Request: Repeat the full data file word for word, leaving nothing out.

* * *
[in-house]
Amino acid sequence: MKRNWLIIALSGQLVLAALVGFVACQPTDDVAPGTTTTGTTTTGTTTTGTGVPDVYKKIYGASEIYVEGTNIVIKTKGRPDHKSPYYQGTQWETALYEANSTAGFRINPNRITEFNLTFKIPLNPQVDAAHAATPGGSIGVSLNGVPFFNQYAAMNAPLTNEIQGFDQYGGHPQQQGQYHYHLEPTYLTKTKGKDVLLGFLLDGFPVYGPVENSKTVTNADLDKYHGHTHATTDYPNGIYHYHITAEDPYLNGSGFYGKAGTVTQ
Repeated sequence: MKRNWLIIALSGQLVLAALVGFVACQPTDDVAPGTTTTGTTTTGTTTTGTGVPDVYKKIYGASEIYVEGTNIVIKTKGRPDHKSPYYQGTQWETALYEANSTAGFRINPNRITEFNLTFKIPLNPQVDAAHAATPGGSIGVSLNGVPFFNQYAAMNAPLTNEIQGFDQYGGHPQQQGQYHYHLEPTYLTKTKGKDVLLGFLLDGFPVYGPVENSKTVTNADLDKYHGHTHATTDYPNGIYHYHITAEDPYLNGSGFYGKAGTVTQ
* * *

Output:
[in-house]
Amino acid sequence: MKRNWLIIALSGQLVLAALVGFVACQPTDDVAPGTTTTGTTTTGTTTTGTGVPDVYKKIYGASEIYVEGTNIVIKTKGRPDHKSPYYQGTQWETALYEANSTAGFRINPNRITEFNLTFKIPLNPQVDAAHAATPGGSIGVSLNGVPFFNQYAAMNAPLTNEIQGFDQYGGHPQQQGQYHYHLEPTYLTKTKGKDVLLGFLLDGFPVYGPVENSKTVTNADLDKYHGHTHATTDYPNGIYHYHITAEDPYLNGSGFYGKAGTVTQ
Repeated sequence: MKRNWLIIALSGQLVLAALVGFVACQPTDDVAPGTTTTGTTTTGTTTTGTGVPDVYKKIYGASEIYVEGTNIVIKTKGRPDHKSPYYQGTQWETALYEANSTAGFRINPNRITEFNLTFKIPLNPQVDAAHAATPGGSIGVSLNGVPFFNQYAAMNAPLTNEIQGFDQYGGHPQQQGQYHYHLEPTYLTKTKGKDVLLGFLLDGFPVYGPVENSKTVTNADLDKYHGHTHATTDYPNGIYHYHITAEDPYLNGSGFYGKAGTVTQ